I would suggest tearing the machine completely apart. strip the paint with jasco, don't get any on your hands though, it burns. pay close attention to the areas that require masking. Tape everything off and then paint the machine black. 2 or 3 light coats of a gloss black will look great. Just remember to use very light coats. After you are finished with the painting, put the parts in an oven at about 150-200 degrees. You will then have a nice even hardened finish. give the parts a day to cool and then reassemble.

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Randy Loy
Expert Film Handler

Posts: 156

Registered: Aug 1999


 - posted 01-14-2002 01:11 PM      Profile for Randy Loy   Email Randy Loy   Send New Private Message       Edit/Delete Post 
Randy,

How did you go about finding out what year your Standard was manufactured? I'm very curious to find out the same about ours. I haven't looked real closely at the serial number. Does a numerical sequence in the number indicate the year of manufacture?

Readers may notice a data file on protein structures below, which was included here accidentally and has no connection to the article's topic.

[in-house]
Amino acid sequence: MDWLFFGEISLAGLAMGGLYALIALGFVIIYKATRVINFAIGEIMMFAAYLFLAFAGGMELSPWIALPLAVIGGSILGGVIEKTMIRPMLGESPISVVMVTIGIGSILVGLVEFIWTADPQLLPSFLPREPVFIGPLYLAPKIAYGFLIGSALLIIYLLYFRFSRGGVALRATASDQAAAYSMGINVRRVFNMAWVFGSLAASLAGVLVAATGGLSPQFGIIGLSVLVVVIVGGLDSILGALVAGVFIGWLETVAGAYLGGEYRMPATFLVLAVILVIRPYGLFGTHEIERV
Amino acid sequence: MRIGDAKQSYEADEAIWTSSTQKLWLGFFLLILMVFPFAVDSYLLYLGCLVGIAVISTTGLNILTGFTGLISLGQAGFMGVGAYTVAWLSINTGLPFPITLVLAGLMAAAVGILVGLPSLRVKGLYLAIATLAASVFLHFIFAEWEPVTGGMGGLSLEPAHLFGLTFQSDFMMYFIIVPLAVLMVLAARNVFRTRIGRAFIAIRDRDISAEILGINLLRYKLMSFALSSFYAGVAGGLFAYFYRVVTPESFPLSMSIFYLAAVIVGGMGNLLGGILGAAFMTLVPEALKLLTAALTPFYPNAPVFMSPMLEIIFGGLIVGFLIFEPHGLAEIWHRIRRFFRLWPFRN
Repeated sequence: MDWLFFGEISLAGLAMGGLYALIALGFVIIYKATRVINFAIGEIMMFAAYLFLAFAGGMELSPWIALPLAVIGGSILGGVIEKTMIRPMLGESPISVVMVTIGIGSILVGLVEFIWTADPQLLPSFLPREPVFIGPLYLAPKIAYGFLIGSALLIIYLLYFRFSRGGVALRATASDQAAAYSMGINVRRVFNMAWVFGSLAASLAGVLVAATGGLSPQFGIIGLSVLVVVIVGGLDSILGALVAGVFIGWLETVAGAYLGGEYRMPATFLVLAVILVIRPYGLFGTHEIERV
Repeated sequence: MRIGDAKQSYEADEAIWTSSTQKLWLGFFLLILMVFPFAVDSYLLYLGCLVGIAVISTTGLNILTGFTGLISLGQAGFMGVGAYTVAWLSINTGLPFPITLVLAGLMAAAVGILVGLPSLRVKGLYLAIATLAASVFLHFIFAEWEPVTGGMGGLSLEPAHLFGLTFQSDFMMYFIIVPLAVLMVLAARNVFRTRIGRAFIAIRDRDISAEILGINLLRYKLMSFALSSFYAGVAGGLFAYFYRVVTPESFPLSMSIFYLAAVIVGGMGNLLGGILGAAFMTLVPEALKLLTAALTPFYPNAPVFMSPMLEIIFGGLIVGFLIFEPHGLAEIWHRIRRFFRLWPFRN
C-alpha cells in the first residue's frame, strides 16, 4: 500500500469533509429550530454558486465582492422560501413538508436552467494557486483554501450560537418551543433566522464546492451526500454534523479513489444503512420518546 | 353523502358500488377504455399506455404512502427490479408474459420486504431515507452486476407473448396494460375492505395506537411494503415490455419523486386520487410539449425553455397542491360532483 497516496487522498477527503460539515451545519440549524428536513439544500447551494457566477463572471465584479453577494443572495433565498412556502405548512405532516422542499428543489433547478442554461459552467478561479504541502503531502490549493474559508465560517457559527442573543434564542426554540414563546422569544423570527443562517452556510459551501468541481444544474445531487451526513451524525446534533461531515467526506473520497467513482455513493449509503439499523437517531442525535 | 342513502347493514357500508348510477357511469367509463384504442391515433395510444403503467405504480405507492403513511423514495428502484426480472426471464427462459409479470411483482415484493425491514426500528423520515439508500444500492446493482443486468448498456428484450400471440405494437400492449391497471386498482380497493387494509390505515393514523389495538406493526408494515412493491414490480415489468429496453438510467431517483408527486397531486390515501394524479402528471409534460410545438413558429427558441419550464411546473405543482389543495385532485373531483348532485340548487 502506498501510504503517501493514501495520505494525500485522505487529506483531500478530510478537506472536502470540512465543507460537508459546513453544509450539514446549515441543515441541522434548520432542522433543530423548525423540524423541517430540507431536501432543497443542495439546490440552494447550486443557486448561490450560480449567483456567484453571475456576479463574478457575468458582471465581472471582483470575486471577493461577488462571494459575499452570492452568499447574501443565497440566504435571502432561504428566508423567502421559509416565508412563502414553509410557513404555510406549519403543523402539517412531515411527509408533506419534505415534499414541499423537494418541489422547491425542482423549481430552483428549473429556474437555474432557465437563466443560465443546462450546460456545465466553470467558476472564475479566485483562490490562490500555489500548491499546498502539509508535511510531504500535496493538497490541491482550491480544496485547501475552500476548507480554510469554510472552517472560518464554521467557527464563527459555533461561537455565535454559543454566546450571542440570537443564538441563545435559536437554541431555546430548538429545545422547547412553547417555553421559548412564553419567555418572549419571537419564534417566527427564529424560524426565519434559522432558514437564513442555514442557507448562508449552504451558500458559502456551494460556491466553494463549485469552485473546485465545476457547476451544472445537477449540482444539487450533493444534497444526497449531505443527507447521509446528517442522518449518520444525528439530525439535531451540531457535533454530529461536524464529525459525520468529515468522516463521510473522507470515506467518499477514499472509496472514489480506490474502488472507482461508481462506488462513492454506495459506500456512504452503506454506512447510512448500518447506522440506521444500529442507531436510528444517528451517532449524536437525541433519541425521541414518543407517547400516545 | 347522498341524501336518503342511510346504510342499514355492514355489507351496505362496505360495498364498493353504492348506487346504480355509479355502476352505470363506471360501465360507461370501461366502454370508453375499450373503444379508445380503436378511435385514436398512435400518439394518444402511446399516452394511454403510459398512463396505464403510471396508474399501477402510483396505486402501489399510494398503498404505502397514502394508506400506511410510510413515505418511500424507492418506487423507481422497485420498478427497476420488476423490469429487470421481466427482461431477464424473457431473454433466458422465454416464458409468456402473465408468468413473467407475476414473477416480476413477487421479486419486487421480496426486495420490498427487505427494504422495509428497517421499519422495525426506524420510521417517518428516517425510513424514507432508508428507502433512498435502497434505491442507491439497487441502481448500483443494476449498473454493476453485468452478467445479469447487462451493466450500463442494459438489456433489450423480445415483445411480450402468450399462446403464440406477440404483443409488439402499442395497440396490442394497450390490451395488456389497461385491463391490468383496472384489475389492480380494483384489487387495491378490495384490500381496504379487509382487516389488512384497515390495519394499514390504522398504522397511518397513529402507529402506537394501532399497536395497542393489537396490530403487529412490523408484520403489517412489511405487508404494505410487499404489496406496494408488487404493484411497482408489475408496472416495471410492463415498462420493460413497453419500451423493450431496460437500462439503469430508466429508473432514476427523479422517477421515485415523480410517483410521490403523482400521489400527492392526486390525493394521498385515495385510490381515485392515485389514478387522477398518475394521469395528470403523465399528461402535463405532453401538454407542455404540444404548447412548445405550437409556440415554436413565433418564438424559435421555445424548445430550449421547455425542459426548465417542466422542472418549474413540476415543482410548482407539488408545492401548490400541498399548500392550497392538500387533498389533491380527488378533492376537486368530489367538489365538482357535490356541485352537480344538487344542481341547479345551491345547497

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Jack Culpepper
Film Handler

Posts: 18
From: Gulfport, MS, USA
Registered: Jan 2001


 - posted 01-14-2002 01:49 PM      Profile for Jack Culpepper   Email Jack Culpepper   Send New Private Message       Edit/Delete Post 
Your story is similar to mine. I found two simplex XLs in a warehouse along with two RCA 9030 sound heads, two projector motors and the hugh and heavy cast iron super simplex pedestals. it took me a year to take every thing apart and clean it. I removed the old paint, grease, and grim with dow oven cleaner. Works pretty good. The old seals were not in good shape. I took them and use them as a pattern and made some new ones out of the material you can buy at auto parts stores. When the parts were re-assembeled that required seals, I used the new seals but I applied a sealant (its a blue sealant in a tube bought at an auto parts store but i can't remember the name now but if interested i can look on the tube for the name) In short, no oil leaks to speak of of any sort. The inside of the projector and sound head was repainted with creme colored enamel paint and the outside was painted with royal blue enamel paint. It looks pretty good, and works, as they say "like a top".

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Mark Gulbrandsen
Resident Trollmaster

Posts: 15991
From: Bountiful, Utah
Registered: Jun 99


 - posted 01-14-2002 02:33 PM      Profile for Mark Gulbrandsen   Email Mark Gulbrandsen   Send New Private Message       Edit/Delete Post